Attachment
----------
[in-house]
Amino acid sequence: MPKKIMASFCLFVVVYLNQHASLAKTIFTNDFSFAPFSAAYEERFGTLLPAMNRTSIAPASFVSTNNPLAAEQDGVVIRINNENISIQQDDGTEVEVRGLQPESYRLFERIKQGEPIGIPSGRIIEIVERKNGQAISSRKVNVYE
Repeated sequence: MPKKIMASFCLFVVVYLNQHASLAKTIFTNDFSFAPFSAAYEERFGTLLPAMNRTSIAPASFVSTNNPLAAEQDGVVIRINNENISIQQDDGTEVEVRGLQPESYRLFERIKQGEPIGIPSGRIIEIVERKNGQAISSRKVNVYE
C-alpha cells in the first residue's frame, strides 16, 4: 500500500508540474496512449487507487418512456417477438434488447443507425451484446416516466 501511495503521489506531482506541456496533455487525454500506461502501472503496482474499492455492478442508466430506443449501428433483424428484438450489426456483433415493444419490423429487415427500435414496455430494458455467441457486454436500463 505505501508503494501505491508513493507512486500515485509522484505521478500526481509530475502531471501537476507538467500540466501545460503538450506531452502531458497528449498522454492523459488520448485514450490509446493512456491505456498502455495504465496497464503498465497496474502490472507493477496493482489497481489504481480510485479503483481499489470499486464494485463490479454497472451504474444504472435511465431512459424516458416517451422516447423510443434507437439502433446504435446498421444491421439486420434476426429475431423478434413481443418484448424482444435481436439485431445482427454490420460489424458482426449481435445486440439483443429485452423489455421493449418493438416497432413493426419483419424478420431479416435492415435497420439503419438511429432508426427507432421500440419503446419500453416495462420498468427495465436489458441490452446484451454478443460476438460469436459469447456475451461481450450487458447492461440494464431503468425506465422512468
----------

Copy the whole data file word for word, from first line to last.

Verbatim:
[in-house]
Amino acid sequence: MPKKIMASFCLFVVVYLNQHASLAKTIFTNDFSFAPFSAAYEERFGTLLPAMNRTSIAPASFVSTNNPLAAEQDGVVIRINNENISIQQDDGTEVEVRGLQPESYRLFERIKQGEPIGIPSGRIIEIVERKNGQAISSRKVNVYE
Repeated sequence: MPKKIMASFCLFVVVYLNQHASLAKTIFTNDFSFAPFSAAYEERFGTLLPAMNRTSIAPASFVSTNNPLAAEQDGVVIRINNENISIQQDDGTEVEVRGLQPESYRLFERIKQGEPIGIPSGRIIEIVERKNGQAISSRKVNVYE
C-alpha cells in the first residue's frame, strides 16, 4: 500500500508540474496512449487507487418512456417477438434488447443507425451484446416516466 501511495503521489506531482506541456496533455487525454500506461502501472503496482474499492455492478442508466430506443449501428433483424428484438450489426456483433415493444419490423429487415427500435414496455430494458455467441457486454436500463 505505501508503494501505491508513493507512486500515485509522484505521478500526481509530475502531471501537476507538467500540466501545460503538450506531452502531458497528449498522454492523459488520448485514450490509446493512456491505456498502455495504465496497464503498465497496474502490472507493477496493482489497481489504481480510485479503483481499489470499486464494485463490479454497472451504474444504472435511465431512459424516458416517451422516447423510443434507437439502433446504435446498421444491421439486420434476426429475431423478434413481443418484448424482444435481436439485431445482427454490420460489424458482426449481435445486440439483443429485452423489455421493449418493438416497432413493426419483419424478420431479416435492415435497420439503419438511429432508426427507432421500440419503446419500453416495462420498468427495465436489458441490452446484451454478443460476438460469436459469447456475451461481450450487458447492461440494464431503468425506465422512468